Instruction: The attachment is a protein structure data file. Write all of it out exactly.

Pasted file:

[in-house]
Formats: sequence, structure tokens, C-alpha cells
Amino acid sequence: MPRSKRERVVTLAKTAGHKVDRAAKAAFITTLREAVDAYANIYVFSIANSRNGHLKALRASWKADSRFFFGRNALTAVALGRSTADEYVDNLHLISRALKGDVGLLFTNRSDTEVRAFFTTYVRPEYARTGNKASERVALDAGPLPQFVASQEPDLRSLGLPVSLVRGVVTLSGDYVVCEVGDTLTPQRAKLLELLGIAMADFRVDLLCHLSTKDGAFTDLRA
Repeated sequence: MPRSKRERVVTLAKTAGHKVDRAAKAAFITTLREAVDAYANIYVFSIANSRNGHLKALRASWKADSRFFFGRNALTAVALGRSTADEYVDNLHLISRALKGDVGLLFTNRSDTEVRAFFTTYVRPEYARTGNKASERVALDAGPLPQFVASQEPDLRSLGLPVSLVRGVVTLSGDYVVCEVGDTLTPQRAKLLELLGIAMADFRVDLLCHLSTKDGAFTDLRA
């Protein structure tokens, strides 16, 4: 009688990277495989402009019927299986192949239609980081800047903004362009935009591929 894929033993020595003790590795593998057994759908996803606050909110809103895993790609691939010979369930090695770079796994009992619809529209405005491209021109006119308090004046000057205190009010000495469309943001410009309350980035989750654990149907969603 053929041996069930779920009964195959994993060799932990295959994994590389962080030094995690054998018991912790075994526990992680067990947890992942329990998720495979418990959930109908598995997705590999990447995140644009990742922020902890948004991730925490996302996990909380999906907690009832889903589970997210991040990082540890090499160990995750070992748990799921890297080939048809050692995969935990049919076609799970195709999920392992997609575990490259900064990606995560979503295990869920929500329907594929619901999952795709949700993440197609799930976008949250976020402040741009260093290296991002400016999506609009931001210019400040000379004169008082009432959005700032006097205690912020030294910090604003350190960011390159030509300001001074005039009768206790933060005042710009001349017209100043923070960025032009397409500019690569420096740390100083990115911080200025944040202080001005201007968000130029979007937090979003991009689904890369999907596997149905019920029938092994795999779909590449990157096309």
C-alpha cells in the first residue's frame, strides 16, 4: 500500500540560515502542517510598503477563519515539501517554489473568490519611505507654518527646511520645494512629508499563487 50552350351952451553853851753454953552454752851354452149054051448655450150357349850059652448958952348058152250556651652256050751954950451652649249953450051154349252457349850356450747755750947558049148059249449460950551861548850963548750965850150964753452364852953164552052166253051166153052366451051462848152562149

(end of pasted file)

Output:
[in-house]
Formats: sequence, structure tokens, C-alpha cells
Amino acid sequence: MPRSKRERVVTLAKTAGHKVDRAAKAAFITTLREAVDAYANIYVFSIANSRNGHLKALRASWKADSRFFFGRNALTAVALGRSTADEYVDNLHLISRALKGDVGLLFTNRSDTEVRAFFTTYVRPEYARTGNKASERVALDAGPLPQFVASQEPDLRSLGLPVSLVRGVVTLSGDYVVCEVGDTLTPQRAKLLELLGIAMADFRVDLLCHLSTKDGAFTDLRA
Repeated sequence: MPRSKRERVVTLAKTAGHKVDRAAKAAFITTLREAVDAYANIYVFSIANSRNGHLKALRASWKADSRFFFGRNALTAVALGRSTADEYVDNLHLISRALKGDVGLLFTNRSDTEVRAFFTTYVRPEYARTGNKASERVALDAGPLPQFVASQEPDLRSLGLPVSLVRGVVTLSGDYVVCEVGDTLTPQRAKLLELLGIAMADFRVDLLCHLSTKDGAFTDLRA
């Protein structure tokens, strides 16, 4: 009688990277495989402009019927299986192949239609980081800047903004362009935009591929 894929033993020595003790590795593998057994759908996803606050909110809103895993790609691939010979369930090695770079796994009992619809529209405005491209021109006119308090004046000057205190009010000495469309943001410009309350980035989750654990149907969603 053929041996069930779920009964195959994993060799932990295959994994590389962080030094995690054998018991912790075994526990992680067990947890992942329990998720495979418990959930109908598995997705590999990447995140644009990742922020902890948004991730925490996302996990909380999906907690009832889903589970997210991040990082540890090499160990995750070992748990799921890297080939048809050692995969935990049919076609799970195709999920392992997609575990490259900064990606995560979503295990869920929500329907594929619901999952795709949700993440197609799930976008949250976020402040741009260093290296991002400016999506609009931001210019400040000379004169008082009432959005700032006097205690912020030294910090604003350190960011390159030509300001001074005039009768206790933060005042710009001349017209100043923070960025032009397409500019690569420096740390100083990115911080200025944040202080001005201007968000130029979007937090979003991009689904890369999907596997149905019920029938092994795999779909590449990157096309």
C-alpha cells in the first residue's frame, strides 16, 4: 500500500540560515502542517510598503477563519515539501517554489473568490519611505507654518527646511520645494512629508499563487 50552350351952451553853851753454953552454752851354452149054051448655450150357349850059652448958952348058152250556651652256050751954950451652649249953450051154349252457349850356450747755750947558049148059249449460950551861548850963548750965850150964753452364852953164552052166253051166153052366451051462848152562149